Killer cells fight pathogens that enter the body, but if not suppressed after riding these enemies by the T cell suppressor cells they attack the body mistakenly manifesting auto-immune diseases such as cancer, colitis, chron’s, celiac, IBS, psoriasis, etc. the killer cells are signaled by the T-helper cells to come by to the thymus gland located in the lower center of your chest, your spleen also houses over half of your immunity cells, such as cytokines, monocytes, etc. all creating the lymphatic system. These cells travel to the thymus for proper signaling with the proper balance of zinc, magnesium, and copper to transform to one of the three helper cells depending on what is happening to the body.

If outside pathogens are down and you are healthy the killer cells with commit a form of “suicide” in order for their nutrients to be consumed by the helper cells to divide creating new suppressor cells which are important for regulation of inflammation in the body. Again killer cells protect but also can hurt you- causing autoimmune diseases (too much of a good thing) they cause inflammation. While suppressor cells tell the body everything is a o k! (anti-inflammatory).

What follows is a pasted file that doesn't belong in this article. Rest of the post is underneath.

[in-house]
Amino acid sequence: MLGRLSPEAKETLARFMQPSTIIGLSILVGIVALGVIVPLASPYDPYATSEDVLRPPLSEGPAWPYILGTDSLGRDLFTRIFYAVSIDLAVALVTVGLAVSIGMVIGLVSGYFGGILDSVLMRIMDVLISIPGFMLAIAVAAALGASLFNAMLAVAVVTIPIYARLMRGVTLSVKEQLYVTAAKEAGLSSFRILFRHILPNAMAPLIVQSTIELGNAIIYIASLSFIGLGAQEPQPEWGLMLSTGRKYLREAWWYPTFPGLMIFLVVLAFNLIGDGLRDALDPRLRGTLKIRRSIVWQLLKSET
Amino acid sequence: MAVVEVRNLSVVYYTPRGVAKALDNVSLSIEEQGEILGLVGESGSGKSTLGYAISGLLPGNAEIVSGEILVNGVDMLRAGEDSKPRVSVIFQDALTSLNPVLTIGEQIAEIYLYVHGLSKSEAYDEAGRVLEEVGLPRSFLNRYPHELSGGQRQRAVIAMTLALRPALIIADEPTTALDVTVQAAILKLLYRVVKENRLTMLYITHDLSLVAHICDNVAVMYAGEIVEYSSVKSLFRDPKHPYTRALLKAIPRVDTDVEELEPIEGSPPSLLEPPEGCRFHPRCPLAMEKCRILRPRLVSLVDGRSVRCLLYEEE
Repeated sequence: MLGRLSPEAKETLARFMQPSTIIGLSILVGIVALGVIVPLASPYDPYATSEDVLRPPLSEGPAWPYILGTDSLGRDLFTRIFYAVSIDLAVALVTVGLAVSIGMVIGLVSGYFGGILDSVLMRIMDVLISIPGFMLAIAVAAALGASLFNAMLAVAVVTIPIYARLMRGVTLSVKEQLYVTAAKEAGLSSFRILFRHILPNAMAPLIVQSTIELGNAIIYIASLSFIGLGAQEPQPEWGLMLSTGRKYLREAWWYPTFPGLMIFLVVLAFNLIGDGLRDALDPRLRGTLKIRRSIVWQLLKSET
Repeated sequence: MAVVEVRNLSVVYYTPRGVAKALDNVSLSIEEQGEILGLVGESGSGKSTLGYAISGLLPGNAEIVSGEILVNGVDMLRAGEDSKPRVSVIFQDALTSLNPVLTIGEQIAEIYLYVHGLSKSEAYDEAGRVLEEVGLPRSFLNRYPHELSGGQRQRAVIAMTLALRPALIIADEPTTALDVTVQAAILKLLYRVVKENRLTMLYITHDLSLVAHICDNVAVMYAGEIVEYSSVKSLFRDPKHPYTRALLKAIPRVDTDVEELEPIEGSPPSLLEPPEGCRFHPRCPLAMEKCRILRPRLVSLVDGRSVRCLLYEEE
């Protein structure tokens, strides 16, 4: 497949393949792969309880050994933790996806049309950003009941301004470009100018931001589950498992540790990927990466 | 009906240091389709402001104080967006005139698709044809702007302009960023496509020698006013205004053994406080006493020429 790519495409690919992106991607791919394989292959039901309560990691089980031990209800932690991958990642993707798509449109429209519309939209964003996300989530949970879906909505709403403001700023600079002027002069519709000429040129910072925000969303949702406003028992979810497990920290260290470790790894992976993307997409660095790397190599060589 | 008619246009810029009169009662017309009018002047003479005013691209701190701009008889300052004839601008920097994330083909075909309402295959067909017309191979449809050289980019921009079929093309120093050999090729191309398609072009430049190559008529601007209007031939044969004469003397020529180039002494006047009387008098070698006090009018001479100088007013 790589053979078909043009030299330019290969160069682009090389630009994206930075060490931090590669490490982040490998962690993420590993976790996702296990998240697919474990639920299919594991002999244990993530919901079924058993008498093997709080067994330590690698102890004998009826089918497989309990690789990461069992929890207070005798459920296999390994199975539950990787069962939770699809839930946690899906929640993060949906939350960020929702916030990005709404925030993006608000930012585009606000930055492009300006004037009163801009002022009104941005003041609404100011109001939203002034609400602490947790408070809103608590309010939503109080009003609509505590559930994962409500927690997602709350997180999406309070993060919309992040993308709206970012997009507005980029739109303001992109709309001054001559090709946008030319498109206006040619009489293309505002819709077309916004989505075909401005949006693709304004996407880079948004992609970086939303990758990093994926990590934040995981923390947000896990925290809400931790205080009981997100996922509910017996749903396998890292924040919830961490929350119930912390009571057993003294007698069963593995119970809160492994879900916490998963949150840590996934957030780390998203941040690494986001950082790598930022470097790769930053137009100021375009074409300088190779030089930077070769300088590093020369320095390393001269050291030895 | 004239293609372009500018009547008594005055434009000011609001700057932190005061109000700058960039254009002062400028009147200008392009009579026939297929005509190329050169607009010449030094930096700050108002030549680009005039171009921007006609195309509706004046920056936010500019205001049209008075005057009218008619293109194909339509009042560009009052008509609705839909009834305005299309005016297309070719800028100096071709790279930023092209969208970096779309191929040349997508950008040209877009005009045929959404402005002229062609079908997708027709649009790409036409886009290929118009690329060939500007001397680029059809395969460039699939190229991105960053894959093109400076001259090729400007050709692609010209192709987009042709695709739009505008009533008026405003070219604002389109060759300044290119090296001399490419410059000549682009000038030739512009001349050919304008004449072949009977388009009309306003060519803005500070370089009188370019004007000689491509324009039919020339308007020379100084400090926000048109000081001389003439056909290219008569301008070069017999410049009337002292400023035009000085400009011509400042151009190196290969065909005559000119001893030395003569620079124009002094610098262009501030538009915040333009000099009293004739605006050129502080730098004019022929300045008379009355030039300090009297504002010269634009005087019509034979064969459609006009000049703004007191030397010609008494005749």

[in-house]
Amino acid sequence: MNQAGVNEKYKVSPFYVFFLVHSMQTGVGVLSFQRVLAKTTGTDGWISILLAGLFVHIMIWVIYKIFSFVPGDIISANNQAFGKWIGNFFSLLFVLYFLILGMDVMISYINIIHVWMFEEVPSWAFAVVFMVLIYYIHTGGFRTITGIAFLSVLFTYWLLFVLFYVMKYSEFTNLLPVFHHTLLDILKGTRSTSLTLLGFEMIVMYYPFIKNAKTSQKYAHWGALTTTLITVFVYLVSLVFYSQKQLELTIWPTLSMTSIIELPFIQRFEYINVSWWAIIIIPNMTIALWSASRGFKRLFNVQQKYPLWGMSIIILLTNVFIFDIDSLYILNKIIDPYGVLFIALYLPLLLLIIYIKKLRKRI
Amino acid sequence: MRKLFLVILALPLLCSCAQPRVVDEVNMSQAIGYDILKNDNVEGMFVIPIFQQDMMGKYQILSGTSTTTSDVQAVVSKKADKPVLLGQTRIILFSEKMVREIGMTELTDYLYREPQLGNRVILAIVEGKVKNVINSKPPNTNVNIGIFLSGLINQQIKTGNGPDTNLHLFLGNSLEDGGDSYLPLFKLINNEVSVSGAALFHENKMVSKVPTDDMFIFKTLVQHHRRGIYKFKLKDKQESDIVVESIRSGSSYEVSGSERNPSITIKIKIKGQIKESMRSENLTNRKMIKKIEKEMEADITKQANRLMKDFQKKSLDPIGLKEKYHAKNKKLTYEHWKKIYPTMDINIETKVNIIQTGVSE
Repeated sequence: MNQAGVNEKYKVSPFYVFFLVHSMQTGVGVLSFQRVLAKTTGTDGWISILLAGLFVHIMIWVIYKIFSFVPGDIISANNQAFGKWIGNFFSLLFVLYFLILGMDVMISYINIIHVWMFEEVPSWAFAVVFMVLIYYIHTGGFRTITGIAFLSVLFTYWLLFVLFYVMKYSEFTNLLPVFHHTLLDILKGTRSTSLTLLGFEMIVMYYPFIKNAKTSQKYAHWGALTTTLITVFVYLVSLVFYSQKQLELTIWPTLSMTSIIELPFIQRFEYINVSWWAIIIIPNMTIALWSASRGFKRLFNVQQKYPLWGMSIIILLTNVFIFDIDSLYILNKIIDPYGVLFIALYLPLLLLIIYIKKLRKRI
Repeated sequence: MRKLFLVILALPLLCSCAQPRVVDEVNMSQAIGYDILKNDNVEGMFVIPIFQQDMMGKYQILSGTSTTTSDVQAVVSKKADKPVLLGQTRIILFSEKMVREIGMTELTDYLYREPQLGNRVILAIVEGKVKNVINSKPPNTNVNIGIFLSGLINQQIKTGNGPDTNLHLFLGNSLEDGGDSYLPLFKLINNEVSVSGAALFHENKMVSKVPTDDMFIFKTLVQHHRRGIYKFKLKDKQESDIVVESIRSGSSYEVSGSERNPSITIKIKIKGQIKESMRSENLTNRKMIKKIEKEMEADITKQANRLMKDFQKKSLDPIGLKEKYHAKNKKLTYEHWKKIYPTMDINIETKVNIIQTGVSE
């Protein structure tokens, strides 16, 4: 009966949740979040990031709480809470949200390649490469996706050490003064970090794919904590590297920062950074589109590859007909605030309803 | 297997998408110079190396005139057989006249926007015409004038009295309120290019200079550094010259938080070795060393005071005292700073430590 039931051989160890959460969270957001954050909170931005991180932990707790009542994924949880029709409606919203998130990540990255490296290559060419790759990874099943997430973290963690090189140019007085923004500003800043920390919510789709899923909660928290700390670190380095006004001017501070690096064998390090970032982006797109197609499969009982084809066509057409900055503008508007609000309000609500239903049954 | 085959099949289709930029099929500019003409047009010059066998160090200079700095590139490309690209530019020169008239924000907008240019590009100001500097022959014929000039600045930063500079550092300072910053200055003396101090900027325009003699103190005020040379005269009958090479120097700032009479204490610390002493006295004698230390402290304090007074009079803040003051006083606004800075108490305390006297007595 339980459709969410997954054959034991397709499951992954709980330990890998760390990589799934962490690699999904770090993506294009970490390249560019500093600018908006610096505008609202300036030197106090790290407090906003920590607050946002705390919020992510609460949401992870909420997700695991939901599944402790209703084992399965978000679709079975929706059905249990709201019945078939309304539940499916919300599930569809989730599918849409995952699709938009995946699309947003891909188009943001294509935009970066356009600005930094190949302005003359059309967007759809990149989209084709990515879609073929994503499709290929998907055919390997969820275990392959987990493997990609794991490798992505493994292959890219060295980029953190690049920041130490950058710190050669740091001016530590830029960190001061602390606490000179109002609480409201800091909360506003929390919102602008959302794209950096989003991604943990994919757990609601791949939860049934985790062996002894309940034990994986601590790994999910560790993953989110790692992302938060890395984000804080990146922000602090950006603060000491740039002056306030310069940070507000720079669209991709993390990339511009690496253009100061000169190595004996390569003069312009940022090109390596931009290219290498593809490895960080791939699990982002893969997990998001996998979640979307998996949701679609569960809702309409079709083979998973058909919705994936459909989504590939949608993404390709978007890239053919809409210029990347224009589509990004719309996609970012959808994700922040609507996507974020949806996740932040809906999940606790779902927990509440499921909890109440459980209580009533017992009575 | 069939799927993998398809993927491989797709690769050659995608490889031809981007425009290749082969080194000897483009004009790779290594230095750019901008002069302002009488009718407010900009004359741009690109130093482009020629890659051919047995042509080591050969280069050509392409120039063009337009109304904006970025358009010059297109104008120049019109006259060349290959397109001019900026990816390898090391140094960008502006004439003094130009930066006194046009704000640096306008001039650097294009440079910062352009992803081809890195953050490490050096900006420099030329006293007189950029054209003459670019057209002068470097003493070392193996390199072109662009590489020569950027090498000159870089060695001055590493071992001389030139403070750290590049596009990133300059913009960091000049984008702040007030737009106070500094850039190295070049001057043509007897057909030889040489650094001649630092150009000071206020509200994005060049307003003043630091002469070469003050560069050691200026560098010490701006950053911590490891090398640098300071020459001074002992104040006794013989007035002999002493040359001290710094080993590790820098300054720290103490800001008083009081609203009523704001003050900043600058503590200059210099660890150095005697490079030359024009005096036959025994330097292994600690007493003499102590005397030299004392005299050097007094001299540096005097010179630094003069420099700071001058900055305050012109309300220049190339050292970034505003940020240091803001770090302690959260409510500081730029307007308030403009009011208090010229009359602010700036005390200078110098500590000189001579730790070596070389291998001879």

Magnesium is important in the same process in the life-death cycle of your immune system t-cell friends, playing the role of toxic cleanup, “Superoxide is biologically quite toxic and is deployed by theimmune systemto kill invadingmicroorganisms. Inphagocytes, superoxide is produced in large quantities by theenzymeNADPH oxidasefor use in oxygen-dependent killing mechanisms of invading pathogens.“ luckily it is so fast it doesn’t harm us; unless of course things are out of balance.

Next is Copper – out of balance WITH zinc causes so many problems it is too much to list. I recommend searching Google with the phrase “how to lower copper levels in body” read the website that should hopefully come up first; named drlwilson the page title being “copper toxicity syndrome” he explains in detail the effects of iron in relation to copper and its deceptive tendencies. There are three situations that arise, deficiency, toxicity and bio-unavailability* I highly recommend reading and understanding the section related to bio-unavailability.